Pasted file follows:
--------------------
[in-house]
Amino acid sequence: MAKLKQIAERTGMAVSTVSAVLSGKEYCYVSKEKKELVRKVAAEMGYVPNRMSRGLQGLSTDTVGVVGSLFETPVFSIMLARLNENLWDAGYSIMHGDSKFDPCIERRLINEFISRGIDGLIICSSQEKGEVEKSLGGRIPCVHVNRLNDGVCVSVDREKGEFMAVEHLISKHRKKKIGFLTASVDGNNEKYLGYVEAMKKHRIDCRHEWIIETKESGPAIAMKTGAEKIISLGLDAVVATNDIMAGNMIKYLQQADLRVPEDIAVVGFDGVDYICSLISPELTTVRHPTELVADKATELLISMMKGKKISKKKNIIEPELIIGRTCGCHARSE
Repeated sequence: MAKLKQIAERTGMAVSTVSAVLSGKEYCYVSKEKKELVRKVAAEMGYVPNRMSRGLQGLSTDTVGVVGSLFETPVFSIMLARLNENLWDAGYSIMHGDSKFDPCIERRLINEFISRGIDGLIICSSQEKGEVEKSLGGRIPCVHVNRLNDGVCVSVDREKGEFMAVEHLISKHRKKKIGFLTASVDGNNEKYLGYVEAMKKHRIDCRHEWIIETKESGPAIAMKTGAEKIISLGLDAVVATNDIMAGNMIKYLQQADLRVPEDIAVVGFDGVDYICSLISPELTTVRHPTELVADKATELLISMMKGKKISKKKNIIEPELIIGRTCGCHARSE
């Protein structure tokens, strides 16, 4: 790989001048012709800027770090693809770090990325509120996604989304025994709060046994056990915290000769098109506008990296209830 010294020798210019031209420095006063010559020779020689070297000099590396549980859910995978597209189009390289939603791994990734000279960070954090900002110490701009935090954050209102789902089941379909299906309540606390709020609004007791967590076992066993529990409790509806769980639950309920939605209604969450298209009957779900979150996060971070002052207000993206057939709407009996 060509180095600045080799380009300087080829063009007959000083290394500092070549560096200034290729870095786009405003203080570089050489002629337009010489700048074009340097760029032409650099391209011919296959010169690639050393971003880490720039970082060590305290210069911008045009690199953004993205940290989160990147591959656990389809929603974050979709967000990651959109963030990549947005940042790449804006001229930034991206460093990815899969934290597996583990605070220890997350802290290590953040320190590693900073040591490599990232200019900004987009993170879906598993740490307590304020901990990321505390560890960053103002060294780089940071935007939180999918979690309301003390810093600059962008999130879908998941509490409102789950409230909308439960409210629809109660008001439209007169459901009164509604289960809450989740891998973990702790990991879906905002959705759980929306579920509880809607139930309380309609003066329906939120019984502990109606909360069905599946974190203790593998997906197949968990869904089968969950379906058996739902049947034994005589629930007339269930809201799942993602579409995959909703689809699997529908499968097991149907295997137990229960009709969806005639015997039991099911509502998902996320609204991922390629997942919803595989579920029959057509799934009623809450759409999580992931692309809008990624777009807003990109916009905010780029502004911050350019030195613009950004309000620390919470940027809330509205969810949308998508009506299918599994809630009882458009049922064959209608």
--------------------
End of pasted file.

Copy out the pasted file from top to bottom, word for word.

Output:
[in-house]
Amino acid sequence: MAKLKQIAERTGMAVSTVSAVLSGKEYCYVSKEKKELVRKVAAEMGYVPNRMSRGLQGLSTDTVGVVGSLFETPVFSIMLARLNENLWDAGYSIMHGDSKFDPCIERRLINEFISRGIDGLIICSSQEKGEVEKSLGGRIPCVHVNRLNDGVCVSVDREKGEFMAVEHLISKHRKKKIGFLTASVDGNNEKYLGYVEAMKKHRIDCRHEWIIETKESGPAIAMKTGAEKIISLGLDAVVATNDIMAGNMIKYLQQADLRVPEDIAVVGFDGVDYICSLISPELTTVRHPTELVADKATELLISMMKGKKISKKKNIIEPELIIGRTCGCHARSE
Repeated sequence: MAKLKQIAERTGMAVSTVSAVLSGKEYCYVSKEKKELVRKVAAEMGYVPNRMSRGLQGLSTDTVGVVGSLFETPVFSIMLARLNENLWDAGYSIMHGDSKFDPCIERRLINEFISRGIDGLIICSSQEKGEVEKSLGGRIPCVHVNRLNDGVCVSVDREKGEFMAVEHLISKHRKKKIGFLTASVDGNNEKYLGYVEAMKKHRIDCRHEWIIETKESGPAIAMKTGAEKIISLGLDAVVATNDIMAGNMIKYLQQADLRVPEDIAVVGFDGVDYICSLISPELTTVRHPTELVADKATELLISMMKGKKISKKKNIIEPELIIGRTCGCHARSE
């Protein structure tokens, strides 16, 4: 790989001048012709800027770090693809770090990325509120996604989304025994709060046994056990915290000769098109506008990296209830 010294020798210019031209420095006063010559020779020689070297000099590396549980859910995978597209189009390289939603791994990734000279960070954090900002110490701009935090954050209102789902089941379909299906309540606390709020609004007791967590076992066993529990409790509806769980639950309920939605209604969450298209009957779900979150996060971070002052207000993206057939709407009996 060509180095600045080799380009300087080829063009007959000083290394500092070549560096200034290729870095786009405003203080570089050489002629337009010489700048074009340097760029032409650099391209011919296959010169690639050393971003880490720039970082060590305290210069911008045009690199953004993205940290989160990147591959656990389809929603974050979709967000990651959109963030990549947005940042790449804006001229930034991206460093990815899969934290597996583990605070220890997350802290290590953040320190590693900073040591490599990232200019900004987009993170879906598993740490307590304020901990990321505390560890960053103002060294780089940071935007939180999918979690309301003390810093600059962008999130879908998941509490409102789950409230909308439960409210629809109660008001439209007169459901009164509604289960809450989740891998973990702790990991879906905002959705759980929306579920509880809607139930309380309609003066329906939120019984502990109606909360069905599946974190203790593998997906197949968990869904089968969950379906058996739902049947034994005589629930007339269930809201799942993602579409995959909703689809699997529908499968097991149907295997137990229960009709969806005639015997039991099911509502998902996320609204991922390629997942919803595989579920029959057509799934009623809450759409999580992931692309809008990624777009807003990109916009905010780029502004911050350019030195613009950004309000620390919470940027809330509205969810949308998508009506299918599994809630009882458009049922064959209608």